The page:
Albany's new reefs proving their value
The Nature Conservancy’s newly constructed oyster reefs near Albany, Western Australia have exceeded expectations. Construction of two news reefs, covering a total of 1,650 square metres of Oyster Harbour’s seafloor, was completed in November last year. Recent monitoring data has revealed the results are better than hoped for at this stage.
“Recent diving surveys indicate that survival of the oysters we placed on the new reefs is above our benchmark,” said Alex Hams who manages the project. “In fact natural recruitment is exceeding mortality at one of the sites.”
“Marine biodiversity has also increased in the area. For example, the reefs have enhanced the abundance of fish, particularly key recreational and commercial species such as juvenile Pink Snapper.”
More than a million juvenile Australian Flat Oysters, grown at the Albany Shellfish Hatchery, we deployed over the new reefs during construction. An additional 2,000 mature oysters, grown at the Harvest Road aquaculture lease, were also deployed onto the reefs to kickstart the natural recruitment life cycle.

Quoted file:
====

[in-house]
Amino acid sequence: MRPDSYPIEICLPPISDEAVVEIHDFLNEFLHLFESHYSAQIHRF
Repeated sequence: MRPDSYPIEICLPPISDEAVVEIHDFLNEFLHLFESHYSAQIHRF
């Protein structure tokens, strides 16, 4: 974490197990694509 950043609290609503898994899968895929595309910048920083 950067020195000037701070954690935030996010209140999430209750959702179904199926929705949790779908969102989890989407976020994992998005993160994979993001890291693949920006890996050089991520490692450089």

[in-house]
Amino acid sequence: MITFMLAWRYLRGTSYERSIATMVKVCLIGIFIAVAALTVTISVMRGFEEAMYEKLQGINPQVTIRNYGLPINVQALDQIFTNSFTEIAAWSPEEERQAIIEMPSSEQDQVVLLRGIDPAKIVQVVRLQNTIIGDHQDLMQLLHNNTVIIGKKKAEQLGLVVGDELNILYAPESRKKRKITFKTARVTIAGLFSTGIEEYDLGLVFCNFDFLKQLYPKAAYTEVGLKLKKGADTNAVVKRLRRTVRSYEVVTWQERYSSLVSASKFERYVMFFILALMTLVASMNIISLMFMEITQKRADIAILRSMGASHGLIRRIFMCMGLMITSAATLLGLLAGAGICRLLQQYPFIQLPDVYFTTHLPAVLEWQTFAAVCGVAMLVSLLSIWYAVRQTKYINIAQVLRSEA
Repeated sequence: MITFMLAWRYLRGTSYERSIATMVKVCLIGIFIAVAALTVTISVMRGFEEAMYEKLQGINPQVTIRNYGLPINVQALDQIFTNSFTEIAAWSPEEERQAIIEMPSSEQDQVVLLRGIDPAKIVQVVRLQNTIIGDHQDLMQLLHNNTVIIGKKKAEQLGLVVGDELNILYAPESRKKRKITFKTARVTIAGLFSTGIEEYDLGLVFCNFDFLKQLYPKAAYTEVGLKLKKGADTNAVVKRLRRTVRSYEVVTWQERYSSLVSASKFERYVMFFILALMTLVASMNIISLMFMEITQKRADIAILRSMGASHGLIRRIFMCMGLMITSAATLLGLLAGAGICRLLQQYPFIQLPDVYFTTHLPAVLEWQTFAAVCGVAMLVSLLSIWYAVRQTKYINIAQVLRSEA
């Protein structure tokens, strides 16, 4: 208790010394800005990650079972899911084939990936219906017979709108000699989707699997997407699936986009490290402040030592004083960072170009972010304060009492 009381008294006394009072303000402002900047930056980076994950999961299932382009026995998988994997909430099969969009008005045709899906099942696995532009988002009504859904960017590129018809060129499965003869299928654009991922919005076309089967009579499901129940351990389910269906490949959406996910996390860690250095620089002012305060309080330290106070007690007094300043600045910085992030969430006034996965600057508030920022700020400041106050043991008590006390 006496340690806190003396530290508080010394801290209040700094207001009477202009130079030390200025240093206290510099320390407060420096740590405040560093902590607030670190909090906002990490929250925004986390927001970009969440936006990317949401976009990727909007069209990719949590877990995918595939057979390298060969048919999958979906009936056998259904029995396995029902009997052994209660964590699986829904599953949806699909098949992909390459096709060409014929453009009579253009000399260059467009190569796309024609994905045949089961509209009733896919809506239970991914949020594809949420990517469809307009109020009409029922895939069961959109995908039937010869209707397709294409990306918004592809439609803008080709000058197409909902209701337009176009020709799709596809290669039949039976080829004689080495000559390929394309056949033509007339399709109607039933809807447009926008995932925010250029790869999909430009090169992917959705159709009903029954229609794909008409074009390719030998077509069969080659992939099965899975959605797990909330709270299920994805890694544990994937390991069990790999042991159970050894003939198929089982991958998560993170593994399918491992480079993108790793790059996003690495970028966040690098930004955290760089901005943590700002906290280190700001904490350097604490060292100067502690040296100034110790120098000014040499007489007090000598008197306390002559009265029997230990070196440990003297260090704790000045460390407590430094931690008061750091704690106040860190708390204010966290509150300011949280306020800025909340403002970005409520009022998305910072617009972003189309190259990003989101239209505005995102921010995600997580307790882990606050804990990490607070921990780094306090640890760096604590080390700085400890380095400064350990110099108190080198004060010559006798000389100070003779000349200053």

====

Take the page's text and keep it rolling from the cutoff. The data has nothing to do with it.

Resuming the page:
On top of the ecological improvements, there have also been a number of socio-economic benefits as a result of the project, including the creation of four full time jobs, the engagement of volunteers who have contributed over 700 hours of support and the delivery of 20 public presentations to over 600 people in the local area.
“Given the success of the project, The Nature Conservancy is actively seeking further funding to continue and expand our shellfish reef restoration work in the Great Southern to allow the decimated native oyster reef ecosystem to bounce back at a seascape scale,” concluded Alex.
Our Oyster Harbour project is made possible by Royalty for Regions and the Recreational Fishing Initiatives Fund, and thanks to the cooperation of a range of key stakeholders and local project partners.
The Oyster Harbour project is part of The Nature Conservancy’s National Reef Building Project that aims to rebuild 60 shellfish reefs alongside communities who need them most around southern Australia. If achieved, it will make Australia the first country in the world to recover a critically endangered marine ecosystem. Projects in Melbourne’s Port Phillip Bay and South Australia’s Gulf St Vincent are in advanced stages of reconstruction with others getting underway in Mandurah, Perth, Adelaide and Noosa.
The Nature Conservancy is a global conservation organisation dedicated to conserving the lands and waters on which all life depends. Guided by science, we focus on getting things done efficiently and with the greatest positive impact for conservation. We’re a trusted organisation working in 70 countries around the world on innovative solutions to our world’s toughest challenges so that nature and people can thrive together. To learn more about The Nature Conservancy in Australia, follow us on Facebook.